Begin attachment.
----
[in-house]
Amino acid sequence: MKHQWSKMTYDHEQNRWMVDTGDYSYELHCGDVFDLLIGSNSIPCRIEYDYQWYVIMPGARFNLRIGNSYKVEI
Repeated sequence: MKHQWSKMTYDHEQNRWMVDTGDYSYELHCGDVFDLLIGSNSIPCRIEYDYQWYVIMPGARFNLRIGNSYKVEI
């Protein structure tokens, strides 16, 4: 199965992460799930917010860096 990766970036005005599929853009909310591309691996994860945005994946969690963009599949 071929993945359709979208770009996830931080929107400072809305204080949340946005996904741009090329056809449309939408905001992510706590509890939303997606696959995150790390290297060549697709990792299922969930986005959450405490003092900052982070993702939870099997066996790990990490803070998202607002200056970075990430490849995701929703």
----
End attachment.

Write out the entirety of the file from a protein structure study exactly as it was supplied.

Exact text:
[in-house]
Amino acid sequence: MKHQWSKMTYDHEQNRWMVDTGDYSYELHCGDVFDLLIGSNSIPCRIEYDYQWYVIMPGARFNLRIGNSYKVEI
Repeated sequence: MKHQWSKMTYDHEQNRWMVDTGDYSYELHCGDVFDLLIGSNSIPCRIEYDYQWYVIMPGARFNLRIGNSYKVEI
């Protein structure tokens, strides 16, 4: 199965992460799930917010860096 990766970036005005599929853009909310591309691996994860945005994946969690963009599949 071929993945359709979208770009996830931080929107400072809305204080949340946005996904741009090329056809449309939408905001992510706590509890939303997606696959995150790390290297060549697709990792299922969930986005959450405490003092900052982070993702939870099997066996790990990490803070998202607002200056970075990430490849995701929703």